This article was written by Breann Saulnier, OMAFRA Grazing Livestock Assistant
You may look out into a pasture and see an abundance of tall, delicious-looking grass for livestock to graze but this is not necessarily what the livestock see. The amount of forage available for grazing is the portion of plant material that the animal chooses to eat, not the total amount of forage growing that is visible. So how do you know what the animal will choose to eat? Well, the palatability and the utilization forage for animals is influenced by what stage of growth the grass is in. In the context of grazing, palatability refers to a measure of when animals are given free choice, choose to graze one pasture over another. Utilization is the amount of forage that is consumed out of the total available forage.
Grazing livestock have a strong preference for green plant material. Green plant material refers to the new growth or regrowth of forages that are in the vegetative phase. The vegetative phase consists predominantly of leaves on the tillers and less stem material. Livestock look to eat the new green leaves of the plant before eating stems, as leaves are more palatable. From a nutritional perspective, new growth leaves also provide a large amount of energy, protein, and important nutrients that grazing animals require to meet their demands.
Mature forage is not as palatable to livestock and when present will reduce their consumption out on pasture. Not only is the mature grass unappetizing to livestock, it is also tough to digest and more difficult to bite off due to the tall height of the grass.
Performance and Grazing Management
The performance of grazing animals is affected by the quantity and quality of forages. The goal of managing pastures is to grow forages to an optimal nutritional value and have it consumed by livestock with little waste. However, pastures vary in the dry matter content, fibre, nutrients, and palatability. This variation could lead to lower milk production and animal gains compared to animals fed a concentrate ration. Producing a lot of forage will also not be beneficial if it cannot be properly utilized by the animal. The same can be said about too short of forage available. Animals will graze down to about 5 cm above the ground and forage shorter than this is difficult for them to bite off. Variability can be minimized by properly managed grazing systems and understanding the selectivity of the animals grazing.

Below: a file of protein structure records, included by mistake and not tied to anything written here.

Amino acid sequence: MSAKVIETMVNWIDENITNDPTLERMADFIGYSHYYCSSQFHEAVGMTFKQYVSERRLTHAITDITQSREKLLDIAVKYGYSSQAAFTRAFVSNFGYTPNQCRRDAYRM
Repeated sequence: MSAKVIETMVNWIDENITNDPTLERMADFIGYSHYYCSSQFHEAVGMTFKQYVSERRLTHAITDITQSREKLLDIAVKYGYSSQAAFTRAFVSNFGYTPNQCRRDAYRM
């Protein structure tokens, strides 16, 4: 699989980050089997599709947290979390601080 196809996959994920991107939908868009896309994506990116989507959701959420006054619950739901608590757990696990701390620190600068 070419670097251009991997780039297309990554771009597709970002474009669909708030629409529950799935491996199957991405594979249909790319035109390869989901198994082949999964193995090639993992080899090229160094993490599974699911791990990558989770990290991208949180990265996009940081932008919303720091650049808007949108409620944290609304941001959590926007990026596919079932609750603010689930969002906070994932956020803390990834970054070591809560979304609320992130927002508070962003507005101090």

Pastures that are grazed with low intensity, such as in a continuous system, will have low pasture production. Cattle are more spread out in continuous systems which causes both overgrazing and undergrazing throughout the pasture. Forages that are undergrazed will be too mature for consumption, while the forages overgrazed will have slower rates of regrowth. If the management intensity is increased like in a rotational or strip grazing system, there will be a significant increase in the pasture output per unit area. This is due to a higher stocking density with shorter grazing periods in multiple paddocks and a longer recovery period for grass regrowth. Utilization is improved and the forage is able to regrow to optimal heights and palatability for grazing.
Improving the grazing management can also improve your land efficiency by allowing you to graze more cattle or even devote the extra land to other uses such as for hay. The decision to go from one type of grazing system to another has to be based on the potential output of the new system and the overall cost of developing it including fencing, water, labour, and time to move the animals.
Animal Grazing Behaviour
Observing the behaviour of grazing animals can provide helpful insight into what the forages are like on pasture from the perspective of the animal. When there is limited green plant material in the pasture, livestock will spend more time selecting and searching for it, increasing time spent out grazing in order to get their nutrients. With a pasture containing high quality and quantity forage, livestock are seen to reduce their time spent grazing as they can eat less while still getting the nutrients they need to feel full. With cattle, their strong preference for new growth plant material will take over their impulse to eat quickly until full, potentially causing some loss in body condition when new growth is low. Cattle that appear restless can also indicate that the pasture available is poor. In addition, herd animals can be seen to graze together as a herd when there are large amounts of forage available, versus grazing more individually when forage is less available.
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